Dream-like and nightmarish David Lynch uses Blue Velvet to examine the dark recess of our subconscious. It is interesting to watch alongside his oeuvre because you can watch how his ideas evolve and adapt over time. Blue Velvet is an excellent and challenging neo-noir that I highly recommend everyone watching.

Rating 5/5

Movies Noir

Noirvember Review: Sunset Boulevard

Sunset Boulevard. Released in 1950, Directed by Billy Wilder and starring William Holden, Gloria Swanson, and Eric von Stroheim

Sunset Boulevard is a tragedy. It is the story of forgotten Star Norma Desmond, a once-great silent movie star who has faded from the mind of the public. Norma is a delusional, prideful woman. She lives entirely in the past; in her mind, she is still that famous star. These delusions are not helped by her butler Max, who was also the director who discovered her. He feeds her madness by writing her fan mail, creating a reality in which she is still an important star. We know how the movie will end, a dead man floating in a pool, it is one of the first things we see; what we do not know is what happened and why.

William Holden stars as Joe Gillis; just like Norma Desmond, he has reached his expiration date in Hollywood. He is a lot younger than Norma, but he has not written a hit in years. Gillis is broke, unable to pay for his car or the rent to his apartment. After being chased by repo men and his car getting a flat, he makes his way into a “grim, sunset castle,” as Gillis refers to it later in the movie. It does not appear that anyone lives in this dilapidated mansion until he hears someone calling for him. It is a woman, Norma Desmond, calling to him from a window. The movie enters into a surreal, dreamlike (or maybe nightmarish) realm. Gillis is mistaken for an undertaker that is supposed to arrive and help bury Norma’s dead chimpanzee. While there, he accepts a job by helping Norma rewrite her comeback, or as she refers to it her “return,” but he knows full well that her story will not sell. He takes advantage of her wealth and her admiration for him.

This quasi-surrealist atmosphere adds to the noirish aspects of the film. Director Billy Wilder aptly captures the tragedy of the movie. There are no heroes or villains. Norma is crazy and delusional, but the audience feels sympathy for her. A famous line from the film comes from Norma when she says, “I am big! It was the picture that got small.”

Norma lives in a fairy tale, unable to distinguish reality from fantasy. She wants to recreate the life she once had. She is manically depressed and lonely, and she finds in Gillis companionship and pride. Gillis lectures Max on feeding into Norma’s delusions, but he is just as responsible. He never loves Norma the same way she loves him, but he feigns love to her indulging her and protecting her from reality. The audience can understand and sympathize with Gillis as well. Joe is exploiting Norma, but he does this to try and save his career. He ends up becoming a victim of his exploitation by becoming a prisoner to Norma, both physically and mentally.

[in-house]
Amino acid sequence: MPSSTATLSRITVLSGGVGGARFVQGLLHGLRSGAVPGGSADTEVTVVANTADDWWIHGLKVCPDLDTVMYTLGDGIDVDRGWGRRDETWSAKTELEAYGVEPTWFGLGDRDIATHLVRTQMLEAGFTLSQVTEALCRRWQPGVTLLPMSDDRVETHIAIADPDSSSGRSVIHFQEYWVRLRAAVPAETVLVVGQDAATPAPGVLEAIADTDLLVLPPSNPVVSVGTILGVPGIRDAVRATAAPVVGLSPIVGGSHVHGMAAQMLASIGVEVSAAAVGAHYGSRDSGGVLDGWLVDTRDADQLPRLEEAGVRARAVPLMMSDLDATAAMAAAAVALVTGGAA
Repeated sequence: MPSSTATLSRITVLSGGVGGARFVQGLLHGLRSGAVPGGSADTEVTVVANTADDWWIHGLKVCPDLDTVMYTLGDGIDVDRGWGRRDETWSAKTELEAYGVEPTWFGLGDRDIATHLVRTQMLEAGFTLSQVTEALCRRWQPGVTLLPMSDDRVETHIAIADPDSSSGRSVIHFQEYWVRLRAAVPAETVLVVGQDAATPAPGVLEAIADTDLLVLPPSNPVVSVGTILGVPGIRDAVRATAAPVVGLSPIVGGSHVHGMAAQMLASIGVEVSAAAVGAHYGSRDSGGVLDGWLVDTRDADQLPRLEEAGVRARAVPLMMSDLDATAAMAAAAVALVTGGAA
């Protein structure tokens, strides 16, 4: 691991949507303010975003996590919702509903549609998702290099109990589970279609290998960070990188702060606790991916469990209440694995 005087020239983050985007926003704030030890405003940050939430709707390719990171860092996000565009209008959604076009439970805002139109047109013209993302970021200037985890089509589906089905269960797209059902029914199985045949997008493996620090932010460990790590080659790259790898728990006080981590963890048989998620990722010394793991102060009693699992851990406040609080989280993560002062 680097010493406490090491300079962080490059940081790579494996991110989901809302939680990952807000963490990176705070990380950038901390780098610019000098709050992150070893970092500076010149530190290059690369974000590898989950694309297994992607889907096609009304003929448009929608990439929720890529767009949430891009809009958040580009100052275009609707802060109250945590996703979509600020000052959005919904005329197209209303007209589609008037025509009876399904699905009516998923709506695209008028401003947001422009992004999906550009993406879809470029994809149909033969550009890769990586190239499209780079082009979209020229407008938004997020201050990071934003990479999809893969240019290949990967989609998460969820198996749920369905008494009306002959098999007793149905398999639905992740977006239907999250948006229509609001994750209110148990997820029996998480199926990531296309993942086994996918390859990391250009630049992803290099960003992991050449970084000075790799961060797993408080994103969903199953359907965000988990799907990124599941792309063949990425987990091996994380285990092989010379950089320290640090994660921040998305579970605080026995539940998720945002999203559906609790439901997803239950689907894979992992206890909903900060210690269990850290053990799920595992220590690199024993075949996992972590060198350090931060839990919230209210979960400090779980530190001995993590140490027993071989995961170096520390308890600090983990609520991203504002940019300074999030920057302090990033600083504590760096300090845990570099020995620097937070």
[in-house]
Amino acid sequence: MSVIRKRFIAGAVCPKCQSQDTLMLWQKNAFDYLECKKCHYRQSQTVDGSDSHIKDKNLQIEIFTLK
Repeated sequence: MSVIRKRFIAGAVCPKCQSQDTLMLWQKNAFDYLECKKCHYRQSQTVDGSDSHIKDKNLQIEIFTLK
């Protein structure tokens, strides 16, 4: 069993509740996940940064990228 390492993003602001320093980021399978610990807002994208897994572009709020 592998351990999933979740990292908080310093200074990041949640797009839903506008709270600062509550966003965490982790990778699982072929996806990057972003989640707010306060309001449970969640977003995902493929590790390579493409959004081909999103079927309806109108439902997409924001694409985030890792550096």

Sunset Boulevard is an excellent film noir. Released the same year as previously reviewed In a Lonely Place, I find it interesting that both films deal with similar themes of creativity and loneliness. Like In a Lonely Place, Sunset Boulevard is an essential film noir, and just all-around a fantastic movie that you should not miss.

Rating 5/5

Movies Noir

Noirvember Review: In a Lonely Place

In a Lonely Place. Released in 1950. Directed by Nicholas Ray and starring Humphrey Bogart and Gloria Grahame.

Humphrey Bogart gives, in my opinion, the best performance of his career in Nicholas Ray’s excellent film noir In a Lonely Place. Bogart plays Dixon Steele, a tough and alcoholic screenwriter who was hired to write a screenplay based on a pulp novel. Steele is under suspicion for the murder of a young girl, Mildred Atkinson, who adores the book that he is adapting. She comes to his apartment to describe the plot for him. He takes her up on this offer because he is less than enthusiastic about reading the book himself. Steele is a lonely man with a dark personality; he is inherently violent, fighting people who insult him or make him feel small. The murder of the young Mildred is the central plot of the movie which Nicholas Ray mainly uses to explore the dark complexities of Bogart’s Dixon Steele.

Gloria Grahame plays Laurel Gray, Dixon’s love interest and alibi, who saw Mildred leave his apartment that night. Laurel is Steele’s neighbor; they quickly develop a love for each other that is plagued by her mistrust of him and his violent tendencies. Their love starts well; she inspires him to give up drinking and continue his writing, but there is always that shadow of a doubt hanging over their love, and that shadow is the unsolved death of Mildred Atkinson. The audience is put in the same situation as Laurel, questioning whether or not Steele committed the murder. The audience, along with Laurel, saw Mildred leaving his apartment, but as an audience cannot be entirely positive that nothing happened after she left. When Dixon learns of Mildred’s death, he is cold and uncaring; he hides any sympathy behind a cold veneer of dark humor and icy charm. We do see him purchase flowers for the dead Atkinson showing a more sympathetic side to the character, but the audience is still unsure if his motive is sympathy or guilt.